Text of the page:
1:00 AM 29th January 2024
3 In 10 Employers Have Seen An Increase In Staff Working From Home Over The Past Year
Photo by Annie Spratt on Unsplash
A new survey from Acas has found that three in ten (30%) employers have seen an increase in staff working from home in the last 12 months.
One in five bosses (20%) have also reported a reduction in physical workspace as the reason to implement home working over the past year.
Home working is a type of flexible working. All employees who have worked for their employer for 26 weeks or more currently have the right to ask if they can work flexibly. New changes to the law in April will make this right apply from the first day of employment.
Acas has published a new draft Code of Practice on requests for flexible working to provide guidance and help everyone understand the changes.
Acas Chief Executive, Susan Clews, said:
“There has been a global shift to flexible working following the pandemic and it is clear from our poll that there’s a continued appetite among staff and employers.
“Some businesses have benefitted by reducing office costs as well as attracting the best talent. Staff can find flexible working valuable to better balance their working lives.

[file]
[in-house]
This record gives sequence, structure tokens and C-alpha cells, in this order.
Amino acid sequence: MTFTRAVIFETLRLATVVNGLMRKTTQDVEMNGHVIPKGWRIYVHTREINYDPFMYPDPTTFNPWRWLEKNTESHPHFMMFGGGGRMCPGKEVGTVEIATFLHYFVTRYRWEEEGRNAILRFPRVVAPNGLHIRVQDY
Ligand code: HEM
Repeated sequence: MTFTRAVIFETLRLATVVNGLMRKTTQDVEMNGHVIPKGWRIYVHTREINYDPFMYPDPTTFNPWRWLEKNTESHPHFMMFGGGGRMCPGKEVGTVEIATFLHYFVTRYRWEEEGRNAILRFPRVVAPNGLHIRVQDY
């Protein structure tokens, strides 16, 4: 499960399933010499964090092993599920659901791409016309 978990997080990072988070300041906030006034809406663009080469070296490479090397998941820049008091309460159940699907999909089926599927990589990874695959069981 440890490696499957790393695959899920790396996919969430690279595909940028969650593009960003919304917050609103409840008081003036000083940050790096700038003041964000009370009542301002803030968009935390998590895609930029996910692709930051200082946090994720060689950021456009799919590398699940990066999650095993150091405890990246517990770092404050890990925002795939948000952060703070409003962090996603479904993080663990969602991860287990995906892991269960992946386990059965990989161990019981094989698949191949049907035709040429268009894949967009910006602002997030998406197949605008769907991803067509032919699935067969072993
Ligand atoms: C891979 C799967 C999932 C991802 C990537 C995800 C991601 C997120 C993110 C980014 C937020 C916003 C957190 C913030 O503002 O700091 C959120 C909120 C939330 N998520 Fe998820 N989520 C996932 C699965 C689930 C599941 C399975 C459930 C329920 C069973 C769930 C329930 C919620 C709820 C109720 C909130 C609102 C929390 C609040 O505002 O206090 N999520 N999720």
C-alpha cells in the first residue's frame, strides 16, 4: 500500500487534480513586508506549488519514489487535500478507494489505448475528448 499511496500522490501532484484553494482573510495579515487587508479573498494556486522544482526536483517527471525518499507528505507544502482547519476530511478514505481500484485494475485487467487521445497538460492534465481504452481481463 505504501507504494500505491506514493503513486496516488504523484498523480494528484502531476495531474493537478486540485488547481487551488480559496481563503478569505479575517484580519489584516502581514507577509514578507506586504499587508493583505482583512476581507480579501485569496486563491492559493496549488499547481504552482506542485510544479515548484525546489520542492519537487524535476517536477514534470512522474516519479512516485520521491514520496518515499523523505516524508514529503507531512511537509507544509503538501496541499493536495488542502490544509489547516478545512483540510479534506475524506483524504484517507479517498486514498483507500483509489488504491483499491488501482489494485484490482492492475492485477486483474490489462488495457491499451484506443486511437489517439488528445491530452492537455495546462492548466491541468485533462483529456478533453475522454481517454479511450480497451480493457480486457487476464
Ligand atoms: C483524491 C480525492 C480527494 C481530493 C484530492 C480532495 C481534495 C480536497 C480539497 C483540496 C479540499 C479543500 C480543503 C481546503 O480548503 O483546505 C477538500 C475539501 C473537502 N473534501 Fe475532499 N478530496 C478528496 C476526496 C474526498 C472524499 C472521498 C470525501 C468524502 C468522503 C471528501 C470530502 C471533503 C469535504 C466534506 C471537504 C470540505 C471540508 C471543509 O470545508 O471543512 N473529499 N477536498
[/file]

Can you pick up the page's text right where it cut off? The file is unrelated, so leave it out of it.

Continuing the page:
“Home or hybrid working are just some examples of an array of flexible working arrangements that are available. Our new draft Code encourages employers to take a positive approach to flexible working and covers the new law changes.”
Acas advice is that a business’s flexible working policy should explain how someone can request a different way of working, how requests will be assessed and how decisions will be made. These decisions should be fair and transparent.
Home or hybrid working are some examples of the wide array of flexible working arrangements that can work for many businesses and working people. Other types of flexible working can include working part-time, job-sharing, working hours over fewer days or compressed hours or changing start and finish times.
Acas's draft statutory Code of Practice on requests for flexible working includes information on:
who should be allowed to accompany an employee at meetings to discuss a flexible working request;
the need for transparency about reasons for rejecting a request; and
making it clear that employers should proactively offer an appeal where a request has been rejected.
The draft Code can be seen at: https://www.acas.org.uk/acas-code-of-practice-on-flexible-working-requests/2024
The updated Code was drafted following a public consultation by Acas in 2023 and is currently awaiting parliamentary approval.